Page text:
Ben-Hur

A grand cinema event; the latest film version of religious epic Ben-Hur definitely isn't.
Ben-Hur

 Ben-Hur photograph via Paramount Pictures.

For more than half a century, films thought sizeable in scope, running time, budget or awards prospects have been touted as bigger than Ben-Hur, the Oscar-winning 1959 religious epic with Charlton Heston in the titular role; however the same won't be said about the latest version to reach screens. The fifth movie adaptation of Lew Wallace's influential 1880 Christian book Ben-Hur: A Tale of the Christ – including a silent short and feature, as well as a 2003 animated take voiced and produced by Heston – aims to condense the story but retain the spectacle of its most famous precursor, and falls markedly short.

Indeed, for many modern moviegoers, the Heston-starring Ben-Hur is best known for its impressive chariot race, which spanned nine minutes and still ranks among one of the most thrilling and tense sequences in cinema history. Endeavouring to recreate this iconic scene with contemporary technology is just one of the areas in which director Timur Bekmambetov (Abraham Lincoln: Vampire Hunter) struggles. While the mechanics and narrative motivation remain, gone is any urgency in a jumble of computer-generated effects, GoPro-shot footage and over-eager cutting.

The arena duel between the eponymous Judah Ben-Hur (Jack Huston, Pride and Prejudice and Zombies) and his adopted brother turned Roman army officer Messala (Toby Kebbell, Warcraft) provides the climax of the film, though – knowing that’s what most audiences will be waiting for – that doesn’t stop Bekmambetov from referencing it right from the outset. From there, Ben-Hur jumps back eight years to find its protagonist happy as a Jewish prince in Jerusalem during the time of Jesus (Rodrigo Santoro, Jane Got a Gun), and palling around with his kindly pseudo-sibling.

Alas, Messala feels like an outsider among his family, and opts for military service to try to forge his own identity. Upon his return, their reunion is short-lived due to an incident between a zealot and Pontius Pilate (Pilou Asbæk, A War). Eager to demonstrate his allegiance to the Romans, the dutiful tribune brands his brother a traitor, sentencing him to years of sea-faring slavery. With Judah's wife (Nazanin Boniadi, TV's Homeland) forced into hiding, and his mother (Ayelet Zurer, Daredevil) and sister (Sofia Black-D'Elia, Project Almanac) condemned, he plots a quest for chariot-fuelled revenge, as aided by the wealthy Sheik Ilderim (Morgan Freeman, Now You See Me 2).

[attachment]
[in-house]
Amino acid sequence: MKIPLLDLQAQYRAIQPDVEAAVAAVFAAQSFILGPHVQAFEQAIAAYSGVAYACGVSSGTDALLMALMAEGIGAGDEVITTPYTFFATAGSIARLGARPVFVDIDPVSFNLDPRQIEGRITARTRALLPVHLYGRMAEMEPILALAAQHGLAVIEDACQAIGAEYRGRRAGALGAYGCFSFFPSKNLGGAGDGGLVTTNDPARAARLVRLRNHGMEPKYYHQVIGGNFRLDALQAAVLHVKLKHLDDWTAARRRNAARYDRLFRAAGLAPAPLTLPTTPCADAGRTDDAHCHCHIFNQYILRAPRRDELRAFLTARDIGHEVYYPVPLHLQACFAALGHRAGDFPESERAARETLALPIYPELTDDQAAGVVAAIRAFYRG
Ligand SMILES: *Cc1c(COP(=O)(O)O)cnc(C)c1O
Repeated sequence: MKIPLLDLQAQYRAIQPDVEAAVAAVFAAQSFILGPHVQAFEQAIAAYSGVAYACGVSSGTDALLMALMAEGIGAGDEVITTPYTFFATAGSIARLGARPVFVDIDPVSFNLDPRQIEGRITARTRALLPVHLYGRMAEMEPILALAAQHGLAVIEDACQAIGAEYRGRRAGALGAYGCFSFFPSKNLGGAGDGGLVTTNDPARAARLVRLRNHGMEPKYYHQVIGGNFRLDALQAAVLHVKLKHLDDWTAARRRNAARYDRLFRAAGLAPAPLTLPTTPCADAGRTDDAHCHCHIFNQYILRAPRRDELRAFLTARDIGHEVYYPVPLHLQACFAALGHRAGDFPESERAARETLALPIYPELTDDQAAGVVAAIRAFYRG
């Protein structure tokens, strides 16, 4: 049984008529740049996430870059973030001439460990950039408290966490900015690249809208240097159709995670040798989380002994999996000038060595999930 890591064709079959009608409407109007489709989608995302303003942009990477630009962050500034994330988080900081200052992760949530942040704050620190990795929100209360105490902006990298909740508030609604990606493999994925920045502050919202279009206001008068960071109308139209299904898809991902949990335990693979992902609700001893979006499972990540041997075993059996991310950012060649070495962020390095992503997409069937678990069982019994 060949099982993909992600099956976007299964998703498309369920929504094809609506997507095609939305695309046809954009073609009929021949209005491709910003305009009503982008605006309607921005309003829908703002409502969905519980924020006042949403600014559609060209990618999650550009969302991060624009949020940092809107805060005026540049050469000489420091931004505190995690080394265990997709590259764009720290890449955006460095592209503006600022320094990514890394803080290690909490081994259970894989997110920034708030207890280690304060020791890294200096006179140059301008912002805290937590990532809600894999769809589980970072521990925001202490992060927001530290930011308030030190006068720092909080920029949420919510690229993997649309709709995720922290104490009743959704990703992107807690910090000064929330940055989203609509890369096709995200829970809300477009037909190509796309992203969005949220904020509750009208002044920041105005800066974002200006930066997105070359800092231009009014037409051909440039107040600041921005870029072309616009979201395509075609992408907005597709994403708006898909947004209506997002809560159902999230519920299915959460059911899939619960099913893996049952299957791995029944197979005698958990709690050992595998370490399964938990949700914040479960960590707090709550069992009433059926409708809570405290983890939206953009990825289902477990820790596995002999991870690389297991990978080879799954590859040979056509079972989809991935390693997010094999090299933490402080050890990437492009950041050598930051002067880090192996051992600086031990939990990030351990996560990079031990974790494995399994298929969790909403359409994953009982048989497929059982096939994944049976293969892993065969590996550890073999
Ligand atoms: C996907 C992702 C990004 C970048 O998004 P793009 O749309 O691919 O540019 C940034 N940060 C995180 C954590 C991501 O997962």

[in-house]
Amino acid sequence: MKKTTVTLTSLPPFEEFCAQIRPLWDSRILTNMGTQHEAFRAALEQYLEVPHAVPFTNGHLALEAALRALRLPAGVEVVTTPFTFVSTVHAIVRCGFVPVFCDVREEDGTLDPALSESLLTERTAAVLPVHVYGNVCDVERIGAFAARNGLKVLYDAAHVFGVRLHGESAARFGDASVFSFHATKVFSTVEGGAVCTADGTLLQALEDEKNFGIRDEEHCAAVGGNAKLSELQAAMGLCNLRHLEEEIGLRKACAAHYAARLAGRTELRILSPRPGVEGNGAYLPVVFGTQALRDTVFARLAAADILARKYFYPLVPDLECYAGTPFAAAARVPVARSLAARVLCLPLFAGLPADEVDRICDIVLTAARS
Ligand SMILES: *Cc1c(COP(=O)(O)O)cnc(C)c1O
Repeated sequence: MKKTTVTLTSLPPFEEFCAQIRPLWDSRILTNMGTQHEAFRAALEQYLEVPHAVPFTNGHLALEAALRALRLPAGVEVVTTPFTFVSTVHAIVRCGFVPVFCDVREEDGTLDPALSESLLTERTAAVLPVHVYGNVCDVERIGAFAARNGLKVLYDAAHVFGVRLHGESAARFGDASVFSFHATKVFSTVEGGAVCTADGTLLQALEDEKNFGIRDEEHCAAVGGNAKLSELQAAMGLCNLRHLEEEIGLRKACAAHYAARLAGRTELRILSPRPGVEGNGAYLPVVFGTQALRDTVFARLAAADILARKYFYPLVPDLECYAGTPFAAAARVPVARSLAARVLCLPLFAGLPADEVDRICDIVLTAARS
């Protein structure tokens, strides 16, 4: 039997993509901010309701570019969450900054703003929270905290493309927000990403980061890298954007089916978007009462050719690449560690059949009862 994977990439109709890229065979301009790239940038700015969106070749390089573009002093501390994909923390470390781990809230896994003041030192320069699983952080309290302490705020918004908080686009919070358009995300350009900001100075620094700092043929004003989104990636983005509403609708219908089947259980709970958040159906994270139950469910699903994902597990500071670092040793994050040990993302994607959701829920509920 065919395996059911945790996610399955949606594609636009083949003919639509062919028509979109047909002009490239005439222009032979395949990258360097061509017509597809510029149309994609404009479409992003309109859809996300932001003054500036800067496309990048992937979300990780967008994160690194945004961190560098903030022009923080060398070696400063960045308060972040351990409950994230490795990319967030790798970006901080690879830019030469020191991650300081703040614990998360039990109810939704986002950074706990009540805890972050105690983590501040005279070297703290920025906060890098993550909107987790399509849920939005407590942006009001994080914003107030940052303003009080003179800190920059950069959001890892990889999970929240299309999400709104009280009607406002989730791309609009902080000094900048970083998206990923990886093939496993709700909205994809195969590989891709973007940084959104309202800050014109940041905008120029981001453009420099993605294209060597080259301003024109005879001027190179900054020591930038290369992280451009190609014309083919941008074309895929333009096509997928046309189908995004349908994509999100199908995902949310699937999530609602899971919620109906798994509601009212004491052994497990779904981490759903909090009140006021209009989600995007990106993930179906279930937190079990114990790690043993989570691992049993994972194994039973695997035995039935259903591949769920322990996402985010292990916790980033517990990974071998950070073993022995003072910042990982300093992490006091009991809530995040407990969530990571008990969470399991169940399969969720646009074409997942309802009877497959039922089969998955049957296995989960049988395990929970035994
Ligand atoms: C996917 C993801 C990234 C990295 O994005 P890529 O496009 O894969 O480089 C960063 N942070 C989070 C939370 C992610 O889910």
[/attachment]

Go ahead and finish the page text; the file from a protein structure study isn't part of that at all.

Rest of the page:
Writers Keith R. Clarke (The Way Back) and John Ridley (American Crime) might prove competent enough in whittling down the lengthy tale to a more manageable 125 minutes, but thanks to Bekmambetov's inability to balance action with emotion, the end result of their efforts never convinces. Their clunky dialogue doesn't help; however when their director isn't ensuring that cinematographer Oliver Wood's (Grimsby) images rarely remain static, he's tasking editors Dody Dorn (Fury), Richard Francis-Bruce (Truth) and Bob Murawski (Poltergeist) with matching the feature's many erratic splices to its visuals. In fact, the movie's two standout moments almost defy his flashy but messy proclivities. A ship battle gives a glimpse of the kind of immediacy other segments could've benefited from, while a later show of faith and forgiveness is suitably tender.

Just as Bekmambetov can't wrangle the story into a palatable feature, neither can his largely under-used actors. Huston offers a more grounded, less righteous take on his iconic lead role than his predecessor that suits the material's musings on toiling to survive and stay human amidst harshness and oppression, though it's his scenes with Kebbell that showcase his skills and serve the movie best. Accordingly, a film that ultimately strives to shift focus to the importance of absolution and redemption rather than chart a mission of vengeance doesn't earn much of either — or, despite its chaotic aesthetics, interest. A grand tale, the underlying narrative may be; a grand cinema event, Ben-Hur circa 2016 definitely isn't.

  

Rating: 2 stars out of 5

Ben-Hur

Director: Timur Bekmambetov

USA, 2016, 125 mins

Release date: August 25

Distributor: Paramount

Rated: M

Sarah Ward

Thursday 25 August, 2016

About the author

Sarah Ward is a freelance film critic, arts and culture writer, and film festival organiser. She is the Australia-based critic for Screen International, a film reviewer and writer for ArtsHub, the weekend editor and a senior writer for Concrete Playground, a writer for the Goethe-Institut Australien’s Kino in Oz, and a contributor to SBS, SBS Movies and Flicks Australia. Her work has been published by the Australian Centre for the Moving Image, Junkee, FilmInk, Birth.Movies.Death, Lumina, Senses of Cinema, Broadsheet, Televised Revolution, Metro Magazine, Screen Education and the World Film Locations book series. She is also the editor of Trespass Magazine, a film and TV critic for ABC radio Brisbane, Gold Coast and Sunshine Coast, and has worked with the Brisbane International Film Festival, Queensland Film Festival, Sydney Underground Film Festival and Melbourne International Film Festival. Follow her on Twitter: @swardplay